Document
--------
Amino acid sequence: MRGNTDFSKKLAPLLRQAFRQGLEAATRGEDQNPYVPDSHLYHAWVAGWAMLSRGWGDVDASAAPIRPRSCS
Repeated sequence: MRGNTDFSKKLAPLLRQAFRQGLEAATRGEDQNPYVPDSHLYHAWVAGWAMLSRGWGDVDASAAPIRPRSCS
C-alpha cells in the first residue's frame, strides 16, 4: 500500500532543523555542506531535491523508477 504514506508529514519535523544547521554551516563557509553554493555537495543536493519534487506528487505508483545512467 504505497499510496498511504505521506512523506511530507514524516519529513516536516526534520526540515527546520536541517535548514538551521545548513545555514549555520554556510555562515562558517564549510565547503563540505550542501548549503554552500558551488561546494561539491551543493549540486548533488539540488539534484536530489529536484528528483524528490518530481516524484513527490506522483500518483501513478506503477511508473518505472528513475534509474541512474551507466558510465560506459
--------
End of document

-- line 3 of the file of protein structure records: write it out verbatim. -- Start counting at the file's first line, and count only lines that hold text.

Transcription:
C-alpha cells in the first residue's frame, strides 16, 4: 500500500532543523555542506531535491523508477 504514506508529514519535523544547521554551516563557509553554493555537495543536493519534487506528487505508483545512467 504505497499510496498511504505521506512523506511530507514524516519529513516536516526534520526540515527546520536541517535548514538551521545548513545555514549555520554556510555562515562558517564549510565547503563540505550542501548549503554552500558551488561546494561539491551543493549540486548533488539540488539534484536530489529536484528528483524528490518530481516524484513527490506522483500518483501513478506503477511508473518505472528513475534509474541512474551507466558510465560506459